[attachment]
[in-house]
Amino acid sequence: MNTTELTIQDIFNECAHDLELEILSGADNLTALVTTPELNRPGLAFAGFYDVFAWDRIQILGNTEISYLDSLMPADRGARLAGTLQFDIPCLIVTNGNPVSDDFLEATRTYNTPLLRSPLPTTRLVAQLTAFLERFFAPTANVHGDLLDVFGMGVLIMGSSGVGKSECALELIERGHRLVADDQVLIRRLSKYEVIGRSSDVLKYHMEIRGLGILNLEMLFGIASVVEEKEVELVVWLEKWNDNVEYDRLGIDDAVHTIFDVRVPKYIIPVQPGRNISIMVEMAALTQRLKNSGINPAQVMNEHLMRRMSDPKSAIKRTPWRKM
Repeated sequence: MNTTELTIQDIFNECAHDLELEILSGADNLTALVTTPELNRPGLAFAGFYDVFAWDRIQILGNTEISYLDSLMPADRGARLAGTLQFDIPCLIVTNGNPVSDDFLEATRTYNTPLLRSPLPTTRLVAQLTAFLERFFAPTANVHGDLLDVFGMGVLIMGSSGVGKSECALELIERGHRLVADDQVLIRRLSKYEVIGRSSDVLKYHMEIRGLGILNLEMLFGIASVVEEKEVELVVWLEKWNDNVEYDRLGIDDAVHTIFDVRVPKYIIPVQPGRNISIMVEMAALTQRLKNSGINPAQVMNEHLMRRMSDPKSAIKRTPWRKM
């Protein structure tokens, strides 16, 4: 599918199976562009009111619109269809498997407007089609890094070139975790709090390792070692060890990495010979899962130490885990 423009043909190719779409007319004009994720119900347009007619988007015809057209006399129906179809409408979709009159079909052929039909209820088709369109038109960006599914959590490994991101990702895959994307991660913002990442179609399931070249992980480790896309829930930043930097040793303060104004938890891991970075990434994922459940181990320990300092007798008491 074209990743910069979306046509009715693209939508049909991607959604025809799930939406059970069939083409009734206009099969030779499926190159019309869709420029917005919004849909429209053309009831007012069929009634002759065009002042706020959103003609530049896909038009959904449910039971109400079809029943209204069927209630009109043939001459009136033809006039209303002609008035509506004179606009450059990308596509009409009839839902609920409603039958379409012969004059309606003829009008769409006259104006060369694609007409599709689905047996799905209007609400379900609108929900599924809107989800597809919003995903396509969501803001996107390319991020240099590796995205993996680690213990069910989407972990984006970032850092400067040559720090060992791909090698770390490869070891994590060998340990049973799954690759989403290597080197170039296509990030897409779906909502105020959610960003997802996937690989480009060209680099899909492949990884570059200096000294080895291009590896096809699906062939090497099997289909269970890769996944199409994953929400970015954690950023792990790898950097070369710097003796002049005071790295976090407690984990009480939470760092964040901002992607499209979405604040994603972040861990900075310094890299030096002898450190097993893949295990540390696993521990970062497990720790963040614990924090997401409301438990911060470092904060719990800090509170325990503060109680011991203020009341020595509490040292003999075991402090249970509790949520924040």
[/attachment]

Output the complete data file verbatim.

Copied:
[in-house]
Amino acid sequence: MNTTELTIQDIFNECAHDLELEILSGADNLTALVTTPELNRPGLAFAGFYDVFAWDRIQILGNTEISYLDSLMPADRGARLAGTLQFDIPCLIVTNGNPVSDDFLEATRTYNTPLLRSPLPTTRLVAQLTAFLERFFAPTANVHGDLLDVFGMGVLIMGSSGVGKSECALELIERGHRLVADDQVLIRRLSKYEVIGRSSDVLKYHMEIRGLGILNLEMLFGIASVVEEKEVELVVWLEKWNDNVEYDRLGIDDAVHTIFDVRVPKYIIPVQPGRNISIMVEMAALTQRLKNSGINPAQVMNEHLMRRMSDPKSAIKRTPWRKM
Repeated sequence: MNTTELTIQDIFNECAHDLELEILSGADNLTALVTTPELNRPGLAFAGFYDVFAWDRIQILGNTEISYLDSLMPADRGARLAGTLQFDIPCLIVTNGNPVSDDFLEATRTYNTPLLRSPLPTTRLVAQLTAFLERFFAPTANVHGDLLDVFGMGVLIMGSSGVGKSECALELIERGHRLVADDQVLIRRLSKYEVIGRSSDVLKYHMEIRGLGILNLEMLFGIASVVEEKEVELVVWLEKWNDNVEYDRLGIDDAVHTIFDVRVPKYIIPVQPGRNISIMVEMAALTQRLKNSGINPAQVMNEHLMRRMSDPKSAIKRTPWRKM
């Protein structure tokens, strides 16, 4: 599918199976562009009111619109269809498997407007089609890094070139975790709090390792070692060890990495010979899962130490885990 423009043909190719779409007319004009994720119900347009007619988007015809057209006399129906179809409408979709009159079909052929039909209820088709369109038109960006599914959590490994991101990702895959994307991660913002990442179609399931070249992980480790896309829930930043930097040793303060104004938890891991970075990434994922459940181990320990300092007798008491 074209990743910069979306046509009715693209939508049909991607959604025809799930939406059970069939083409009734206009099969030779499926190159019309869709420029917005919004849909429209053309009831007012069929009634002759065009002042706020959103003609530049896909038009959904449910039971109400079809029943209204069927209630009109043939001459009136033809006039209303002609008035509506004179606009450059990308596509009409009839839902609920409603039958379409012969004059309606003829009008769409006259104006060369694609007409599709689905047996799905209007609400379900609108929900599924809107989800597809919003995903396509969501803001996107390319991020240099590796995205993996680690213990069910989407972990984006970032850092400067040559720090060992791909090698770390490869070891994590060998340990049973799954690759989403290597080197170039296509990030897409779906909502105020959610960003997802996937690989480009060209680099899909492949990884570059200096000294080895291009590896096809699906062939090497099997289909269970890769996944199409994953929400970015954690950023792990790898950097070369710097003796002049005071790295976090407690984990009480939470760092964040901002992607499209979405604040994603972040861990900075310094890299030096002898450190097993893949295990540390696993521990970062497990720790963040614990924090997401409301438990911060470092904060719990800090509170325990503060109680011991203020009341020595509490040292003999075991402090249970509790949520924040």